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Initial Review: All-New Ghost Rider – PRESS FIRE TO START

Initial Review: All-New Ghost Rider


Publisher: Marvel Comics

Author: Felipe Smith

Artwork: Trad Moore

Initial Review Based On Issues #1 and #2

Chrome Skull
Chrome Skull


I really don’t know how to feel about the All-New Ghost Rider. All the ingredients are there for me to like it. But I feel like I’m not liking it as much as I would like to like it.

I’m a bit confused.

The whole feeling is similar to what I felt when I played Bioshock. On the paper there was no reason for me to dislike it. But when all was said and done there was an empty feeling in my heart. Something was wrong, and I had to think hard to find out what it exactly was.

It’s not because it’s new. I’ve been known to like new and shiny things. I use Windows 8.1 for God’s sake. This Ghost Rider surely qualifies as shiny with its chrome skull. And it’s new. In fact it’s all new, not so subtly implying that I should like all of it… maybe…

Alright… First things first. This is a relaunch of Ghost Rider. A few things are different. Before we proceed you should know that…

1) This is not the story of Johnny Blaze or Danny Ketch. This is the story of one Robbie Reyes, an all new Ghost Rider indeed. He’s a young mechanic/street racer who lives in a bad neighborhood and looks after his disabled little brother. Or so it’s implied… By that I mean both that it’s implied the little guy is his brother and that it’s implied Reyes is a smart kid. While we have little reason to not believe the former, the latter seems like a hard sell to me. Reyes sure has courage and probably a pure heart but his intelligence is, shall we say, not constant. He’s clever enough to not get cheated by his boss but also dumb enough to bet everything on a street race. The whole idea becomes dumber especially if we consider that he’s driving a “borrowed” car and he didn’t even think about checking the trunk. Maybe he’s just “young”. I understand that we need to like this guy. But I simply could not bring myself to caring about him.

Ghost Rider or Ghost Driver?
Ghost Rider or Ghost Driver?

2) There’s a vehicle change. This ghost rider does not ride a bike. This time it’s a muscle car. So I guess this makes him the ghost driver? I don’t know.

Unlike some of  Marvel’s better reboots All-New Ghost Rider is not a stand-alone story. Reyes is a new character. This fact, perhaps by necessity, forces Smith to write an origin story for Reyes. However, it’s pretty by the book as far as origin stories go. We meet Reyes. We get to know his basic traits. We understand that he is a good guy with a flawed personality. We get that he’s powerless against all the evil people in his neighborhood. And then we see him acquiring his powers and suddenly doing amazing stuff. It is all okay. There’s nothing wrong here. Yet… I could not care less. It feels bad to say this because the material here is genuinely… okay. There’s nothing wrong with it.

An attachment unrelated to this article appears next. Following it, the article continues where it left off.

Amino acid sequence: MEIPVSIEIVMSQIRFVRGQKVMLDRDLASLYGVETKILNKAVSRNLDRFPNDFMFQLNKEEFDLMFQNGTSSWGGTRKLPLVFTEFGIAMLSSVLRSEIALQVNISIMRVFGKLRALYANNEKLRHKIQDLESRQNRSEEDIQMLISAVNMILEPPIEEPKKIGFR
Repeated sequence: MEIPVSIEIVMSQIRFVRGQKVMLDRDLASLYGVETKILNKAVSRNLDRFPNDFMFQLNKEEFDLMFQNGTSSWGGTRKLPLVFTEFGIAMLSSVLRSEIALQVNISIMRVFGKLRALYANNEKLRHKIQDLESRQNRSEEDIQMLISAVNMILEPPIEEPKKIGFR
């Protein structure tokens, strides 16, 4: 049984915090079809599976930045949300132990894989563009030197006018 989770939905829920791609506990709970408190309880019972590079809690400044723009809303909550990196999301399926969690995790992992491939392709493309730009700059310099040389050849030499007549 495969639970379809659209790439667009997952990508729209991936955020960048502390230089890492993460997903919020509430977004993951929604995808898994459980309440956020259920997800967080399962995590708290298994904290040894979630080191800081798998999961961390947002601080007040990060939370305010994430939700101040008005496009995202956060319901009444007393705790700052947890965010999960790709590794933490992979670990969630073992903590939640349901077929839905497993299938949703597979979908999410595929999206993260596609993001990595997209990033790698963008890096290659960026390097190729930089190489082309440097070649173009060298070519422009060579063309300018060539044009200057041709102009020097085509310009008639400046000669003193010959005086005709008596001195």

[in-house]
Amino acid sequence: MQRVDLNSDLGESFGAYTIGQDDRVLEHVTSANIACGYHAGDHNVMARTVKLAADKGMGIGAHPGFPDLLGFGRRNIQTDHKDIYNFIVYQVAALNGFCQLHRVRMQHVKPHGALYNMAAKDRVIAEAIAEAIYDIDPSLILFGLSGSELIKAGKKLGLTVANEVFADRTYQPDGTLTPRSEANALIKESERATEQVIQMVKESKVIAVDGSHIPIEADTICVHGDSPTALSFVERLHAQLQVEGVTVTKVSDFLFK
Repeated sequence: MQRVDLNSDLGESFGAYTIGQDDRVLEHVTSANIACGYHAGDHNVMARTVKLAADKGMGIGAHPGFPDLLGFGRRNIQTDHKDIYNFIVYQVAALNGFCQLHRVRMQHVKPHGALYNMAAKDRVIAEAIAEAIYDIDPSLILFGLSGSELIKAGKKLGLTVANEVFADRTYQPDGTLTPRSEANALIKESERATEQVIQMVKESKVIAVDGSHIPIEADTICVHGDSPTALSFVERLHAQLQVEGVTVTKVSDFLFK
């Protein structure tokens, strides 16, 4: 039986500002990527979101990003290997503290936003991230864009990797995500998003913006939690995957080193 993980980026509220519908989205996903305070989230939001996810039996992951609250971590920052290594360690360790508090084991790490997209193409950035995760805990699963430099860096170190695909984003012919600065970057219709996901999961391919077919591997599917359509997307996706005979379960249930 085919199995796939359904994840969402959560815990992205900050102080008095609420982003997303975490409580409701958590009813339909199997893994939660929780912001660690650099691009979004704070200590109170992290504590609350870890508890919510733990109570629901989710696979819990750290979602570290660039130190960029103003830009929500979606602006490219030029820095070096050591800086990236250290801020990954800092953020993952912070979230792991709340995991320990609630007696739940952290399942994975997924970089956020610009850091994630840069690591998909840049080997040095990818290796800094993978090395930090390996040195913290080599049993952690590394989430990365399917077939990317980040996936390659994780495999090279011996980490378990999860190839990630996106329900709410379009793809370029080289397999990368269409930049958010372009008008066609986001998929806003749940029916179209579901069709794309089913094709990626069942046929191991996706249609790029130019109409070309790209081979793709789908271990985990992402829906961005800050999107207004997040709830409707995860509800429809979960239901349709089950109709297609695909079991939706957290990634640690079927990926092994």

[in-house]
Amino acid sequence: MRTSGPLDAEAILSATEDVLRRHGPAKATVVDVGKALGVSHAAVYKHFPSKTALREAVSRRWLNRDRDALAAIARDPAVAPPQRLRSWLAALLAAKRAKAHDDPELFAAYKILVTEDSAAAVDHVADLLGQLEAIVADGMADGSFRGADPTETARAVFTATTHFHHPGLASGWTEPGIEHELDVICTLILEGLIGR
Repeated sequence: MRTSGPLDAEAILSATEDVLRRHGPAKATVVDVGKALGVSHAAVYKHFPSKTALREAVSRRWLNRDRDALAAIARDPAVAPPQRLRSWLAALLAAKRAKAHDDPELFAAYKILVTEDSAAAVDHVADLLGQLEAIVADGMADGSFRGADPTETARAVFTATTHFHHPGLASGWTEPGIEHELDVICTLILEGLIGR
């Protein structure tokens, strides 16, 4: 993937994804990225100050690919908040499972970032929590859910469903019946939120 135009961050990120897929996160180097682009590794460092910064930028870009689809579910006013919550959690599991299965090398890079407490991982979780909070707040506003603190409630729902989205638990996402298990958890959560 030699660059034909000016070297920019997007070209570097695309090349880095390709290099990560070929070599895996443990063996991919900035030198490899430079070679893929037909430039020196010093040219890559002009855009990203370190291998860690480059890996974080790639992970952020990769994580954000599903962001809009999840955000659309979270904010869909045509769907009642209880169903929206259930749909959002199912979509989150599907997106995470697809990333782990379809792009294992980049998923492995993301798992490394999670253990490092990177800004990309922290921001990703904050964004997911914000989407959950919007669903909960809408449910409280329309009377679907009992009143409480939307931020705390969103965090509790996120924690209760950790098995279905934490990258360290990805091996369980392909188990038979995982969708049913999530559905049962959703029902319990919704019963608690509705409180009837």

What’s extra ordinary at times is Trad Moore’s art. Moore has an incredibly dynamic style and a good eye for action scenes. His art is kinetic for lack of a better term. Action scenes almost feel animated in this comic book. The characters on the other hand look more comical. And I’m not sure if such a style fits Ghost Rider at all.

Two issues in, we still don’t know why Robbie becomes the Ghost Rider. And this is fine too… I understand that this is part of the mystery. However I feel like I’m not interested enough to learn the truth.

So, this makes me think. Is it the car? Does Ghost Rider have to ride a bike according to my subconscious? Is this too much of a change?

Considering that Ghost Rider started its life as an all white wearing, masked cowboy, who rode a pale, white horse… no. The car is not a big change.

If anything it’s the opposite. I guess this All-New Ghost Rider is not new enough for me. So far this does not feel like a new interpretation. Just feels like the same super hero in a new, updated costume and a new vehicle.

I’m not saying that it’s bad. It’s actually good… probably. And that’s the problem. It’s not good enough or bad enough to be interesting for me.

Verdict: Meeeeh…


About the author

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By Fasih


Daniel works at Riot Games.

Fasih works at Crytek.

They have opinions. Their opinions are theirs only and are not necessarily shared by their companies.


January 2018
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